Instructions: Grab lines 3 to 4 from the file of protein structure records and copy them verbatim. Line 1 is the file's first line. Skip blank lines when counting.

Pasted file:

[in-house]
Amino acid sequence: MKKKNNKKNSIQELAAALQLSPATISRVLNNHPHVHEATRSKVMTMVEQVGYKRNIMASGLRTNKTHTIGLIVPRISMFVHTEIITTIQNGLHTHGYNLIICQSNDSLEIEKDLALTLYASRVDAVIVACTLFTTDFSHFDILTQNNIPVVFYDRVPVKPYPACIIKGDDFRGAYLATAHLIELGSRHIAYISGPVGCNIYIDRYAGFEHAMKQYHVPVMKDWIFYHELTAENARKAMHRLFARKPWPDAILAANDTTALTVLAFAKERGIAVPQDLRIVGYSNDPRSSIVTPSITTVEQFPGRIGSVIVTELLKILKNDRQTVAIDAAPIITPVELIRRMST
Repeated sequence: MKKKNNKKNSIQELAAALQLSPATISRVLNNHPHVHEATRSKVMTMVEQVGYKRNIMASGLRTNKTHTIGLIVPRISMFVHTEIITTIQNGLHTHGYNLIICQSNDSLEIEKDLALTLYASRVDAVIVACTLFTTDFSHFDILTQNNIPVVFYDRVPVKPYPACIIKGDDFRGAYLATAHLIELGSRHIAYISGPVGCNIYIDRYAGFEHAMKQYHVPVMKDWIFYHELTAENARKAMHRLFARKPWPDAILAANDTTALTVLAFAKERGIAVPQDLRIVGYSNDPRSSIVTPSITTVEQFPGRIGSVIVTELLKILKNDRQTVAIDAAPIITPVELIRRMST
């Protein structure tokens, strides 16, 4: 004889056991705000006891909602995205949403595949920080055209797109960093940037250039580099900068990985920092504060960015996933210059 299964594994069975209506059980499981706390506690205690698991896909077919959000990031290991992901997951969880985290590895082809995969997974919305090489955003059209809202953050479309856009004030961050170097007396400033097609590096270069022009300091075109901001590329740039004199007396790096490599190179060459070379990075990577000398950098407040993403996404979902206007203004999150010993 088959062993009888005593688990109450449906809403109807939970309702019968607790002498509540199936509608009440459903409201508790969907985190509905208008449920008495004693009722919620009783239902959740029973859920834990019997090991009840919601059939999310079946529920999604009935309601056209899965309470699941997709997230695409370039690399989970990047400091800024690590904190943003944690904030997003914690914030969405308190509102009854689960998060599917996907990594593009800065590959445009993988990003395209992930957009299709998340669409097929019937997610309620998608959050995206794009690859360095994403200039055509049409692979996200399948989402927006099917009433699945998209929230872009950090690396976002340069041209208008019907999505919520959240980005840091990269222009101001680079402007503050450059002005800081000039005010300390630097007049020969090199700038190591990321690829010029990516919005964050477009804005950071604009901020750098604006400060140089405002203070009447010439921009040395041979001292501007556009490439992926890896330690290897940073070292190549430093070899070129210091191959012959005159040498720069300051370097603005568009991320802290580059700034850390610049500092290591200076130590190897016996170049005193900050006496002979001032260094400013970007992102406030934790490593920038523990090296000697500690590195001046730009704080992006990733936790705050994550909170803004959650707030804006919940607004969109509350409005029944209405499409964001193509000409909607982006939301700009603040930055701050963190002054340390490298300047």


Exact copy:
Repeated sequence: MKKKNNKKNSIQELAAALQLSPATISRVLNNHPHVHEATRSKVMTMVEQVGYKRNIMASGLRTNKTHTIGLIVPRISMFVHTEIITTIQNGLHTHGYNLIICQSNDSLEIEKDLALTLYASRVDAVIVACTLFTTDFSHFDILTQNNIPVVFYDRVPVKPYPACIIKGDDFRGAYLATAHLIELGSRHIAYISGPVGCNIYIDRYAGFEHAMKQYHVPVMKDWIFYHELTAENARKAMHRLFARKPWPDAILAANDTTALTVLAFAKERGIAVPQDLRIVGYSNDPRSSIVTPSITTVEQFPGRIGSVIVTELLKILKNDRQTVAIDAAPIITPVELIRRMST
């Protein structure tokens, strides 16, 4: 004889056991705000006891909602995205949403595949920080055209797109960093940037250039580099900068990985920092504060960015996933210059 299964594994069975209506059980499981706390506690205690698991896909077919959000990031290991992901997951969880985290590895082809995969997974919305090489955003059209809202953050479309856009004030961050170097007396400033097609590096270069022009300091075109901001590329740039004199007396790096490599190179060459070379990075990577000398950098407040993403996404979902206007203004999150010993 088959062993009888005593688990109450449906809403109807939970309702019968607790002498509540199936509608009440459903409201508790969907985190509905208008449920008495004693009722919620009783239902959740029973859920834990019997090991009840919601059939999310079946529920999604009935309601056209899965309470699941997709997230695409370039690399989970990047400091800024690590904190943003944690904030997003914690914030969405308190509102009854689960998060599917996907990594593009800065590959445009993988990003395209992930957009299709998340669409097929019937997610309620998608959050995206794009690859360095994403200039055509049409692979996200399948989402927006099917009433699945998209929230872009950090690396976002340069041209208008019907999505919520959240980005840091990269222009101001680079402007503050450059002005800081000039005010300390630097007049020969090199700038190591990321690829010029990516919005964050477009804005950071604009901020750098604006400060140089405002203070009447010439921009040395041979001292501007556009490439992926890896330690290897940073070292190549430093070899070129210091191959012959005159040498720069300051370097603005568009991320802290580059700034850390610049500092290591200076130590190897016996170049005193900050006496002979001032260094400013970007992102406030934790490593920038523990090296000697500690590195001046730009704080992006990733936790705050994550909170803004959650707030804006919940607004969109509350409005029944209405499409964001193509000409909607982006939301700009603040930055701050963190002054340390490298300047």